We don’t know enough about Mitchell’s past to invest in his desire to escape a life of crime, or to fear the violence inside him, and we don’t get enough time with him and Charlotte together to care about their relationship, something not aided by the fact that Knightley gets less screen time than most of the other characters, and that she and Farrell share no chemistry whatsoever.
Characters come and go seemingly at random — Marsan gets two and a half scenes-worth of a colorful cameo which doesn’t serve the film at all, the subplot with Friel has been trimmed to the verge of pointlessness, and there’s a paparazzo with a gun (“Down Terrace” star Tony Way) who never pays off. And the ending? The ending comes from nowhere, which you suspect may be part of the point, but it doesn’t make it any more satisfying dramatically.
There’s plenty of incident here, but it’s never paced properly, and never feels like the inevitable spiral that you suspect it should — we were stunned to see veteran editor Dody Dorn (“Memento“) credited, alongside Robb Sullivan, because we can’t remember a film of late that feels quite as badly cut as this.
And it’s a shame, because Monahan appears to have some visual chops. He doesn’t fall into the trap of showing off, like so many writers-turned-directors, but the film looks terrific, for the most part, thanks to some stunning work by regular Ken Loach collaborator Chris Menges. Together with Kasabian member Sergio Pizzorno‘s decent, if unexceptional Kinks-inflected score, they manage to tip their hat to the swinging-sixties vibe that Monahan was clearly after with a degree of success; the likes of “Performance” and “Blow Up” are clearly major influences here.
But the principle problem, surprisingly, considering the high calibre of talent involved, is with casting. It’s unclear whether Monahan struggles to work with actors, or whether the majority of those on board were just monumentally miscast, but almost everyone involved gives their worst performances in some time. Farrell struggles with the accent, playing Mitchell like a weak imitation of idiotic DTV gangster movie stalwart Danny Dyer, while Knightley barely registers, although it’s not entirely her fault – -she’s at least thirty years too young for the part, really.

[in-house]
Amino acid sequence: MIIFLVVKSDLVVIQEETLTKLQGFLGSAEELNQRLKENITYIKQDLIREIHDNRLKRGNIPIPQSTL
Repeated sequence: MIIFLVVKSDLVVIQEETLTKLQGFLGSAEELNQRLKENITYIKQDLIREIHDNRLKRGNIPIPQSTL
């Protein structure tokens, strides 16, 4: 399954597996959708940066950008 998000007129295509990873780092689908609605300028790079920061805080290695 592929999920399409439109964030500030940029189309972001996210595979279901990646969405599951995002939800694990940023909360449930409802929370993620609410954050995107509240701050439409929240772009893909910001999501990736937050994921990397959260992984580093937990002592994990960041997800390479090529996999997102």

Winstone meanwhile, has played this kind of role countless times, and barely seems to be awake — the performance is notable only for the vague feeling that the actor is trying to impersonate Sir Alan Sugar, the Donald Trump figure in the UK version of “The Apprentice.” Only Friel and Thewlis are engaging, if completely over the top — the former playing Briony like a demented version of Holly Golightly, the latter a posh actor with an unexpected talent for murder, who gets all the best lines (“After Monica Belucci, she’s the most raped woman in European cinema”).
Despite all its promise, the film comes across closer to one of the spate of post-“Lock Stock” British gangster movies of the early noughties than to Roeg and Cammell, feeling tired and nonsensical. It smacks of post-production conflict to the degree that we wouldn’t write off Monahan as a helmer — there’s enough promise in what’s on screen that you feel he’ll improve in time. And a recut between now and its unnamed release in the States, via Film District, next year could certainly improve matters a little. But for the most part, “London Boulevard” is a road you don’t really want to find yourself going down. [D+]